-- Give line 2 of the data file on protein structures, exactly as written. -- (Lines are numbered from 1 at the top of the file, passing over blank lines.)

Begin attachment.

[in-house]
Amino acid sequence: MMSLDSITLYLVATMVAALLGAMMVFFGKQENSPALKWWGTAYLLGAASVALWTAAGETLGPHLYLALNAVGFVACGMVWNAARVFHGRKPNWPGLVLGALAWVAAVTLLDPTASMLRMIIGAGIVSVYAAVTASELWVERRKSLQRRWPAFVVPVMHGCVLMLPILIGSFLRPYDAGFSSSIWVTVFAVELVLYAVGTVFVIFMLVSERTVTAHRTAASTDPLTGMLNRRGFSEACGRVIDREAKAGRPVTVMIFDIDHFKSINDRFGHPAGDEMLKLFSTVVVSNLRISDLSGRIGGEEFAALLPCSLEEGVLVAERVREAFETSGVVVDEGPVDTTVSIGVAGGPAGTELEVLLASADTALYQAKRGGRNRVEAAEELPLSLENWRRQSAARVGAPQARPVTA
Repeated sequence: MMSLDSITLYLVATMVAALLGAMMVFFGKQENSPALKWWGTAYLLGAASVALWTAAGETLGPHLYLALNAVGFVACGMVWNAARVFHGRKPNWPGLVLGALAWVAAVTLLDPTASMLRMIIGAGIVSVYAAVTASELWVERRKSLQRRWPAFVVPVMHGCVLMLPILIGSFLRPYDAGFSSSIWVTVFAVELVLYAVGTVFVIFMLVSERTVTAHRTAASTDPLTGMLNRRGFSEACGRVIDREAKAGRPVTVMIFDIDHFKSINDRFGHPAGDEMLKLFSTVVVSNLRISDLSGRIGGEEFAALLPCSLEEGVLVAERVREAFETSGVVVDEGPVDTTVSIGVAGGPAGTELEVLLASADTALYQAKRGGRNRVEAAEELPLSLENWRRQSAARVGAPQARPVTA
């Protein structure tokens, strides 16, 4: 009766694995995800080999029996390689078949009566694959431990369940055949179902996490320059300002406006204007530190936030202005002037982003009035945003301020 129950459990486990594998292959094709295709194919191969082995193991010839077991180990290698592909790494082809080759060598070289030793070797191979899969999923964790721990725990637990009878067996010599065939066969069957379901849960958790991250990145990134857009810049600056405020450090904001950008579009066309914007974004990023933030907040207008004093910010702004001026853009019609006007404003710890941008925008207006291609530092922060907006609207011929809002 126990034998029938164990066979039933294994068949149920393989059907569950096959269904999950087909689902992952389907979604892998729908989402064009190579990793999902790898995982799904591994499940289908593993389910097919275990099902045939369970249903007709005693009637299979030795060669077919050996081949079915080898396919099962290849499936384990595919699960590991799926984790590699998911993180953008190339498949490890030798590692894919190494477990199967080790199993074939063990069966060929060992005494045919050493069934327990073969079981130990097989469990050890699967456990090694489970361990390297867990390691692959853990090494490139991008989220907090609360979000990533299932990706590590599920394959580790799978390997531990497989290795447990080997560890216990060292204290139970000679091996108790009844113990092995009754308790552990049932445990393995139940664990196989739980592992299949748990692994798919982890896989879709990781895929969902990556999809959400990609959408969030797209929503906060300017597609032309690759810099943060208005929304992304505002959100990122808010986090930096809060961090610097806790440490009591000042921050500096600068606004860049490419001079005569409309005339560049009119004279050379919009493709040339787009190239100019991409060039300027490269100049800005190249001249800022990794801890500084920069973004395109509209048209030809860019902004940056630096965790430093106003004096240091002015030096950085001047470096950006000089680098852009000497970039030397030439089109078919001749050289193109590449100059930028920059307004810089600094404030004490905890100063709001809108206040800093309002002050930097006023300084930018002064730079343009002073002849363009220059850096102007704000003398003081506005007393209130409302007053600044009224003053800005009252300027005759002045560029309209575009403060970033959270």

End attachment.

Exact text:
Amino acid sequence: MMSLDSITLYLVATMVAALLGAMMVFFGKQENSPALKWWGTAYLLGAASVALWTAAGETLGPHLYLALNAVGFVACGMVWNAARVFHGRKPNWPGLVLGALAWVAAVTLLDPTASMLRMIIGAGIVSVYAAVTASELWVERRKSLQRRWPAFVVPVMHGCVLMLPILIGSFLRPYDAGFSSSIWVTVFAVELVLYAVGTVFVIFMLVSERTVTAHRTAASTDPLTGMLNRRGFSEACGRVIDREAKAGRPVTVMIFDIDHFKSINDRFGHPAGDEMLKLFSTVVVSNLRISDLSGRIGGEEFAALLPCSLEEGVLVAERVREAFETSGVVVDEGPVDTTVSIGVAGGPAGTELEVLLASADTALYQAKRGGRNRVEAAEELPLSLENWRRQSAARVGAPQARPVTA